It’s hard to promote crap places, which means town branding campaigns often end up smacking of desperation (‘Milton: A Town of Opportunities’, for example). But you would think promoting a city that Monocle magazine recently ranked the world’s 16th most livable would be a much easier task. Sadly, due in part to the fragmented bureaucracy of the past, Auckland’s promotional efforts have been rather disjointed in recent years, especially when compared to the impressive destination marketing work done by the Wellingtonians and New Zealand as a whole. Now, however, after the birth of the Super City and the lure of all those domestic and foreign visitors expected to hit the Auckland streets during the Rugby World Cup, things have been turned up a notch or two.
Heart of the City, a ‘mainstreet’ business group that aims to foster the success of the CBD economy, has been working on the strategic marketing plan for the central city in partnership with the Auckland City Council and Colenso for the past three years. And project manager Jane Stewart says it’s the epitome of a mutually beneficial relationship, because costs of the campaign can be shared between the two organisations (some of it comes out of a CBD targeted rates fund) and, in the case of the recent ‘A Rubbish Idea‘, where green rubbish bags were handed out to help beautify the urban environment, Heart of the City was able to use its connections to educate local businesses about the council’s plan.
While Tourism Auckland, which now comes under the ATEED banner, is a separate entity that focuses more on promoting the region as a whole and attracting international visitors (Ogilvy won that account earlier this year), she says they do work together because it’s in everyone’s interests to attract more people to the area—and in no-one’s interests to double up.
Colenso’s ‘Little People’ TVCs (created by Special Problems) and print ads are based on a new, Gulliver-esque expression of the Big Little City idea and, as senior account director Dave Munn says, the juxtaposition of big and little things creates “something inspiring, unexpected and contemporary but still conveys very rational and literal information, which is always a challenge with destination tourism”.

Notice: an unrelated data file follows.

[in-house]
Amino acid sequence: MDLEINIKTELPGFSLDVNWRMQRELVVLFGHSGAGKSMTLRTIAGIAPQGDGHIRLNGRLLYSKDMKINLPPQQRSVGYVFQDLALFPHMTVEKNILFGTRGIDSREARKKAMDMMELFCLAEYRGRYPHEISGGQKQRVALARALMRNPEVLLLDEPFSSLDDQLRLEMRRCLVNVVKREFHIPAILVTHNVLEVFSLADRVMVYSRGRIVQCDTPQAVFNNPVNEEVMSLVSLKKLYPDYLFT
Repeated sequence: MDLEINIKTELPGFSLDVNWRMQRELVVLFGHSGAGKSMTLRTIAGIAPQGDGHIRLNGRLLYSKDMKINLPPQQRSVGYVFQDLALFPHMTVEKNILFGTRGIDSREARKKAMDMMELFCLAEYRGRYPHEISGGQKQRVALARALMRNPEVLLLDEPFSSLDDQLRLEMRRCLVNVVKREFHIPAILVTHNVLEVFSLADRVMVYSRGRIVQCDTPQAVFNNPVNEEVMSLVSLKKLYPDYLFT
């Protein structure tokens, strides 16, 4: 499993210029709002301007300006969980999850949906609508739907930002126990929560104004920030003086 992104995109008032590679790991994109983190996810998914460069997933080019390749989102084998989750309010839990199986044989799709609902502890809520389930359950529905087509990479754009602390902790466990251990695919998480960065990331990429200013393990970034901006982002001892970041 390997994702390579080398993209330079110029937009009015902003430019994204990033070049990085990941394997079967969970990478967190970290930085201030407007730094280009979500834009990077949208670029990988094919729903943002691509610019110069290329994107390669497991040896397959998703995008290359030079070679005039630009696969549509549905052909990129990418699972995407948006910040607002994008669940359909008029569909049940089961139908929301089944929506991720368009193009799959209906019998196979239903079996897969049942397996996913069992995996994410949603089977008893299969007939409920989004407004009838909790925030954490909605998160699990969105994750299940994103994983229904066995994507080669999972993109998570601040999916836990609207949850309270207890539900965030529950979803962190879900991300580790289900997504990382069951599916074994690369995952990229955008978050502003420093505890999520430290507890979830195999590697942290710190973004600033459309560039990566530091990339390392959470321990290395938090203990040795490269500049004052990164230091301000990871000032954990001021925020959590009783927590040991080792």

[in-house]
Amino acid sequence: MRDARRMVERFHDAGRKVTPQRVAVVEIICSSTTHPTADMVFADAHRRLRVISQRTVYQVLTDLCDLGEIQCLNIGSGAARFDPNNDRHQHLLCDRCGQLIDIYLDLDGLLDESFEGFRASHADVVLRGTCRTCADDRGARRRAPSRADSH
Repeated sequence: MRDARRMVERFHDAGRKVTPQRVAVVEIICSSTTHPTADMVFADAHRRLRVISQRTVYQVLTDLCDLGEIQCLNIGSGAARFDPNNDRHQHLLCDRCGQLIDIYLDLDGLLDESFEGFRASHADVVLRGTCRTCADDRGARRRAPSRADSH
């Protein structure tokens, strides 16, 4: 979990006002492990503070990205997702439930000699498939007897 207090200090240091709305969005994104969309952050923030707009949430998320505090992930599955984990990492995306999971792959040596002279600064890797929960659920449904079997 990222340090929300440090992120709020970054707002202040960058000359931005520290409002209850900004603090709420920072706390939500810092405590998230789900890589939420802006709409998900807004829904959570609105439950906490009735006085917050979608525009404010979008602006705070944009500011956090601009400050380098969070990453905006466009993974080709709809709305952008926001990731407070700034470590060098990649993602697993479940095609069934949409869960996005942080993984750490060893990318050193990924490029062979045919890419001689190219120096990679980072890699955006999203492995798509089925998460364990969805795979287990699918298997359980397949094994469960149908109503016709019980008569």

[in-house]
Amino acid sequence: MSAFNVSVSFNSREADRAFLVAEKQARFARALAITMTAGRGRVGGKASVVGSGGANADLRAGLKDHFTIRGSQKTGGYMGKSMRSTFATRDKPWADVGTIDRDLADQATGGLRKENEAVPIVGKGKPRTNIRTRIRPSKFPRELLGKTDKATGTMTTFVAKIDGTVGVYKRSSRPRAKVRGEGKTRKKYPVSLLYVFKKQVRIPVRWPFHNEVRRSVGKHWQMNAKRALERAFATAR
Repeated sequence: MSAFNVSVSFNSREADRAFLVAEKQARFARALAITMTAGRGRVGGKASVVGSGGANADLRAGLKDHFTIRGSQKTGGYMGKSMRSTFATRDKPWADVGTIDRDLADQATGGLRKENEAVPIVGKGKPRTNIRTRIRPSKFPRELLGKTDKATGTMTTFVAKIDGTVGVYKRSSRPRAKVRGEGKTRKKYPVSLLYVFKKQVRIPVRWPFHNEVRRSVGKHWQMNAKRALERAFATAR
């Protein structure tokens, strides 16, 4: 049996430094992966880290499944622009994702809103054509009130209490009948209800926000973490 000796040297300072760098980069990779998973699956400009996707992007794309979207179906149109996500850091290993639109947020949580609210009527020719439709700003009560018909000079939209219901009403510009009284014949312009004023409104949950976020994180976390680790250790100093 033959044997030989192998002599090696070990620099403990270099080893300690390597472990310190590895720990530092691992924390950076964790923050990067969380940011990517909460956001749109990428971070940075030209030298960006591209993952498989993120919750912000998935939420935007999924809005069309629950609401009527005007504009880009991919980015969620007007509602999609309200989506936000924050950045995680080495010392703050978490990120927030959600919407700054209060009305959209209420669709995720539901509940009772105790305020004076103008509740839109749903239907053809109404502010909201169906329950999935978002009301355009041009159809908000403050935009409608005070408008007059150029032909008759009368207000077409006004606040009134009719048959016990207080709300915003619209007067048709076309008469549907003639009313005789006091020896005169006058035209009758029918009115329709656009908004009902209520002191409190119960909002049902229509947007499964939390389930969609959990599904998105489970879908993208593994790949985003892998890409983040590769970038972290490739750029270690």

www.biglittlecity.co.nz has also had a considerable update and, just as Wellington has done recently, it’s tapping into the desire for discounts with the launch of 48 Hour City (most of the deals will be exclusive to Big Little City members).
Munn says the team has also “woven a tighter web” around social media, with users asked to create and rate urban journeys and TOP 5’s (in a similar fashion to the user-generated Tourism Australia campaign) and a King of the City crowned each week to reward the most interaction (in a similar fashion to Foursquare’s incentivised mayor function).
Its big promotional push for the Rugby World Cup is the free Insiders’ Guide to downtown Auckland, which introduces six unique neighbourhoods in the CBD and lets visitors in on the best fashion boutiques, backstreet noodle bars, influential galleries or the latest theatre spaces from the perspective of the locals (as well as being dotted around the city, the guide is also available as an eBook, iPhone and iPad app or on your Android. Download it here).
“Exciting times at Big Little City,” says Munn.
Steve Cochran – Creative Director
Dan Wright – Digital Creative Director
Zoe Hawkins – Writer
Kia Heinnen – Art Director
Phila Lagaluga – Designer
Jen Story – Head of Moving Media
James McMullan – Digital Producer
Scott Coldham – Group Account Director
Karla Fisher – Senior Account Director
Dave Munn – Senior Account Manager
Production Company – Special Problems